The Scent of Collaboration: Exploring the Effect of Smell on Social Interactions


Conference paper


Siddharth Mehrotra, Anke Brocker, Marianna Obrist, Jan Borchers
CHI Conference on Human Factors in Computing Systems Extended Abstracts (CHI ’22 Extended Abstracts), ACM, New York, NY, USA, 2022

DOI: 10. 1145/3491101.3519632

View PDF ACM DL Supplementary Files
Cite

Cite

APA
Mehrotra, S., Brocker, A., Obrist, M., & Borchers, J. (2022). The Scent of Collaboration: Exploring the Effect of Smell on Social Interactions. In CHI Conference on Human Factors in Computing Systems Extended Abstracts (CHI ’22 Extended Abstracts). ACM, New York, NY, USA.

Chicago/Turabian
Mehrotra, Siddharth, Anke Brocker, Marianna Obrist, and Jan Borchers. “The Scent of Collaboration: Exploring the Effect of Smell on Social Interactions.” In CHI Conference on Human Factors in Computing Systems Extended Abstracts (CHI ’22 Extended Abstracts). ACM, New York, NY, USA, 2022.

MLA
Mehrotra, Siddharth, et al. “The Scent of Collaboration: Exploring the Effect of Smell on Social Interactions.” CHI Conference on Human Factors in Computing Systems Extended Abstracts (CHI ’22 Extended Abstracts), ACM, New York, NY, USA, 2022.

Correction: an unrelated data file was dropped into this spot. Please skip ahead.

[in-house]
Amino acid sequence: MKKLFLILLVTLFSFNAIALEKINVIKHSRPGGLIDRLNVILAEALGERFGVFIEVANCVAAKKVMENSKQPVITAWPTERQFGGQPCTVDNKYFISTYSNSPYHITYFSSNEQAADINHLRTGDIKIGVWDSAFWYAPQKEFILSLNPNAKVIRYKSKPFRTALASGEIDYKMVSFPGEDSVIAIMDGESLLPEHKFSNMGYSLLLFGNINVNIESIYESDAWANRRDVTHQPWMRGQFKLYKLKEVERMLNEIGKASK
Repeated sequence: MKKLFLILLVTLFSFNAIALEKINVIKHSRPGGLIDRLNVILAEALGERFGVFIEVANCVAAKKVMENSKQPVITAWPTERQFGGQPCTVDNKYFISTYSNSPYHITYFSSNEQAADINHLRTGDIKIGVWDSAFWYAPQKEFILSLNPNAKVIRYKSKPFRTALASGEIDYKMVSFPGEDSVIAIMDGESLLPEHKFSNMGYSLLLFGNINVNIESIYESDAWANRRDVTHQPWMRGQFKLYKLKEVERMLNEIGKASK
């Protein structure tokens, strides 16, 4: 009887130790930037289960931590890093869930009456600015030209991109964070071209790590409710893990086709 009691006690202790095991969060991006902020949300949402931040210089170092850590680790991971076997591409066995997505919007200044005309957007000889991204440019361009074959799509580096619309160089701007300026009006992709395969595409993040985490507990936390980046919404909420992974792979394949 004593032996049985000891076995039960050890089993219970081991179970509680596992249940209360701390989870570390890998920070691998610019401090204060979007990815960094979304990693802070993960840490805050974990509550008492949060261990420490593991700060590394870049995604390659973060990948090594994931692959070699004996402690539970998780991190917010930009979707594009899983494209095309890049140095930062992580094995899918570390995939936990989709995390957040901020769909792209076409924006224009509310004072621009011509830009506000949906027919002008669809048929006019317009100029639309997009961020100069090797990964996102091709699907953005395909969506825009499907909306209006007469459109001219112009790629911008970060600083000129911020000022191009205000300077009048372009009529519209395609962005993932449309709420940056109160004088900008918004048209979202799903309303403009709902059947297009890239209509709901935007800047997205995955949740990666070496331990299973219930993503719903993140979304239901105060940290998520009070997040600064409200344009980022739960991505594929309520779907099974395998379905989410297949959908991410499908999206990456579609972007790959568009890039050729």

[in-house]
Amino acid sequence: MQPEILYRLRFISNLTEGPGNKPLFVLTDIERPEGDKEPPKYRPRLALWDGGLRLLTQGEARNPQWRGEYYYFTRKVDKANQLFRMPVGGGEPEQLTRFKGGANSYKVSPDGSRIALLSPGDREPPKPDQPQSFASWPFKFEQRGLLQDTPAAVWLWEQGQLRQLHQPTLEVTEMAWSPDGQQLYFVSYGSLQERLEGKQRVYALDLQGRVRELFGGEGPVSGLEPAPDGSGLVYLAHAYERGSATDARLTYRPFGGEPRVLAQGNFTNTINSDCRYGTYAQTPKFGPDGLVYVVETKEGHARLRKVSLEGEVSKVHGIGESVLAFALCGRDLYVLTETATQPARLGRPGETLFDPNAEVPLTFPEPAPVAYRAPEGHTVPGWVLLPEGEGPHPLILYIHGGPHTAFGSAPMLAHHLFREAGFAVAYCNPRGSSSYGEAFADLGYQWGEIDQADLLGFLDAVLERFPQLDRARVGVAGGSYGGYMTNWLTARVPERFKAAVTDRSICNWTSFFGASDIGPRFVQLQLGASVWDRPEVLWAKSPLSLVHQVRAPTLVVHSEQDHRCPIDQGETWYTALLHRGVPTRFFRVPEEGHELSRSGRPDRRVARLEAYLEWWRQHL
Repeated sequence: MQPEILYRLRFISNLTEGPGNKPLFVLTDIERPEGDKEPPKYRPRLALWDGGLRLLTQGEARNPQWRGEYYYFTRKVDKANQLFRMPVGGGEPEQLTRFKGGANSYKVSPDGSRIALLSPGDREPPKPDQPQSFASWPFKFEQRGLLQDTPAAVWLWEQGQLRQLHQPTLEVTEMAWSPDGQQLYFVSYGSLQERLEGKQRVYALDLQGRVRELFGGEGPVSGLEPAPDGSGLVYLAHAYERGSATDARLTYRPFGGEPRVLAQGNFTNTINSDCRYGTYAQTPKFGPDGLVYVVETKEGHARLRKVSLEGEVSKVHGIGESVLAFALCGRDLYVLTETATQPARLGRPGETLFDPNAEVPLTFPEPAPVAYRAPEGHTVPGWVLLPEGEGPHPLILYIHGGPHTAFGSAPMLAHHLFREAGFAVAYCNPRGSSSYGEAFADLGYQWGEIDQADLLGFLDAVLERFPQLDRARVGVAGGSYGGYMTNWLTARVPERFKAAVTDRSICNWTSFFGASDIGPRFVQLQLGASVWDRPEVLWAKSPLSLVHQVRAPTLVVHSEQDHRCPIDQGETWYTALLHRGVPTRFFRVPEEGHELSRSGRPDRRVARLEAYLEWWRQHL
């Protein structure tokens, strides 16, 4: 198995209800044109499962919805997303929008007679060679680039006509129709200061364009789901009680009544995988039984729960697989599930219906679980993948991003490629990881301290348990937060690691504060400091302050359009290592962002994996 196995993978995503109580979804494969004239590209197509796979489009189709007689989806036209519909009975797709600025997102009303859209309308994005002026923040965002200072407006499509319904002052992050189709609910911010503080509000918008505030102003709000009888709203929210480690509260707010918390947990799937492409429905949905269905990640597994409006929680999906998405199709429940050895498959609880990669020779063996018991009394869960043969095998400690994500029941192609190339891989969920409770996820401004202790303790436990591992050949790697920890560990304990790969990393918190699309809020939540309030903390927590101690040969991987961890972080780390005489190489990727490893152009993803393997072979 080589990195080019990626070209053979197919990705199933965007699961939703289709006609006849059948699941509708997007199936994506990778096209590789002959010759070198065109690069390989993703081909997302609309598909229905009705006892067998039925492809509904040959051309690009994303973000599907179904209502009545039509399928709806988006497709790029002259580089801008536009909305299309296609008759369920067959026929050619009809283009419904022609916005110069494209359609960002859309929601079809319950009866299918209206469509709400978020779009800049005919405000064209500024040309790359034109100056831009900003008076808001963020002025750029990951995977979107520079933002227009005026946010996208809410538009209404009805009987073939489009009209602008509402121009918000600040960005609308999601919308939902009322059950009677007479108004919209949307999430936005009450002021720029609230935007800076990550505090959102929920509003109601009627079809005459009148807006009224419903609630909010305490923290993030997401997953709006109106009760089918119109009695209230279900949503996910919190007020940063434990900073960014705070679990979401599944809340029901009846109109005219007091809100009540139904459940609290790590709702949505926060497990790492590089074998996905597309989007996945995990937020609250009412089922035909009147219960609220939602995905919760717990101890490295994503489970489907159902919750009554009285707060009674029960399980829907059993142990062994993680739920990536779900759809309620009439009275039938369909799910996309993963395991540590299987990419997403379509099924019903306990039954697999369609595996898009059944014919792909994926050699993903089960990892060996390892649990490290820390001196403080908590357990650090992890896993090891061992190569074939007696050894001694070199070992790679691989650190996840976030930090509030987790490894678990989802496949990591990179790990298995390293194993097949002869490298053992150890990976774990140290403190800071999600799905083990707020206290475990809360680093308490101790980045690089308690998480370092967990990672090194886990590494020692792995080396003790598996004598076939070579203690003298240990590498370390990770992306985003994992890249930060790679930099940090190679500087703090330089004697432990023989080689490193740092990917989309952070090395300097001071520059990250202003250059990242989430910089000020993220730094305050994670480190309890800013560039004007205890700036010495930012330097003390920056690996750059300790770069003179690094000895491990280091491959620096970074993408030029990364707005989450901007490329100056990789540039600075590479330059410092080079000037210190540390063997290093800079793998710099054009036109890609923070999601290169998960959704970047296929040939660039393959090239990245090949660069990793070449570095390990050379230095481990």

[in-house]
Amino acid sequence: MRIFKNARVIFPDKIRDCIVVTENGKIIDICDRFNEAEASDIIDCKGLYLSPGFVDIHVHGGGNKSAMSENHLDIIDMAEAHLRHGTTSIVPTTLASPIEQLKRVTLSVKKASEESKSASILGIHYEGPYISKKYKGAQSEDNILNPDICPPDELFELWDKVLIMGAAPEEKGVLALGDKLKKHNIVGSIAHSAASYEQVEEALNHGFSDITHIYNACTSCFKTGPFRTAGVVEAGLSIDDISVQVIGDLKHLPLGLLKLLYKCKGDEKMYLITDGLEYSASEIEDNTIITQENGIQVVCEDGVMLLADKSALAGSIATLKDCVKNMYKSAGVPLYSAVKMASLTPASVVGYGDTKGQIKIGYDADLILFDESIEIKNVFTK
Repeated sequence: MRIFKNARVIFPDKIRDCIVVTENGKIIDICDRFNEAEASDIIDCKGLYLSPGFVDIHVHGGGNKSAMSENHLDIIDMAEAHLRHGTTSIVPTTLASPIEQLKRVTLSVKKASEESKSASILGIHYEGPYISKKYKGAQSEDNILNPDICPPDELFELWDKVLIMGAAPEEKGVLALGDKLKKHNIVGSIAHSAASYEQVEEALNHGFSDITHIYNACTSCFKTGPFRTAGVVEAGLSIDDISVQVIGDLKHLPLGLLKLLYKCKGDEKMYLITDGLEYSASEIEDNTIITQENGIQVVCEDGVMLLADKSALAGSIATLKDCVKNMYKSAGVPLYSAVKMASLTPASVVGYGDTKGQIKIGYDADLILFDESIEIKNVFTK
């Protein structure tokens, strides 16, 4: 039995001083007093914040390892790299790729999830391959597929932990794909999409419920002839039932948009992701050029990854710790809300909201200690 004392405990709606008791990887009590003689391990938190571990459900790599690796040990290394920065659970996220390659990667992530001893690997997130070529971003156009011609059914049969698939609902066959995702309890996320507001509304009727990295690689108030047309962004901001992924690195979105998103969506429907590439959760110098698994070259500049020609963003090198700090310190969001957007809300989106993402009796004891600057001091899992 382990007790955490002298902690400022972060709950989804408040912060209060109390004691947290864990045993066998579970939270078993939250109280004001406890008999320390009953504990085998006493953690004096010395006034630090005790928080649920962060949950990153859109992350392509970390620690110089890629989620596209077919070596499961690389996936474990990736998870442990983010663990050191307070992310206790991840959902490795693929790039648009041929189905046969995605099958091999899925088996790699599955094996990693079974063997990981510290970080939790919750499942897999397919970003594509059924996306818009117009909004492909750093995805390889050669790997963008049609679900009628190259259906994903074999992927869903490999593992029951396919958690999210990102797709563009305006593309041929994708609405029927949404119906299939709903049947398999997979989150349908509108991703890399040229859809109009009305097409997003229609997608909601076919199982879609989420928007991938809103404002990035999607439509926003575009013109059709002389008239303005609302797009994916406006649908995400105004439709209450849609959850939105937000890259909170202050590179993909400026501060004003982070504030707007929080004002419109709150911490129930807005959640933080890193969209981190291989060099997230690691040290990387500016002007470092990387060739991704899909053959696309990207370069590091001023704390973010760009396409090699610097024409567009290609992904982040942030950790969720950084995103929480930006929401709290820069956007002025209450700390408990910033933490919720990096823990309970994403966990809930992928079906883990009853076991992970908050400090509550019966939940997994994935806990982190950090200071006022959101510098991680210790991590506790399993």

Social interactions are multisensory experiences. However, it is not well understood how technology-mediated smell can support social interactions, especially in collaborative tasks. To explore its effect on collaboration, we asked eleven pairs of users to work together on a writing task while wearing an interactive jewellery designed to emit scent in a controlled fashion. In a within-subjects experiment, participants were asked to collaboratively write a story about a standardized visual stimulus while exposed to with scent and without scent conditions. We analyzed video recordings and written stories using a combination of methods from HCI, psychology, sociology, and human communication research. We observed differences in both participants' communication and creation of insightful stories in the with scent condition. Furthermore, scent helped participants recover from communi-cation breakdown even though they were unaware of it. We discuss the possible implications of our findings and the potential of technology-mediated scent for collaborative activities.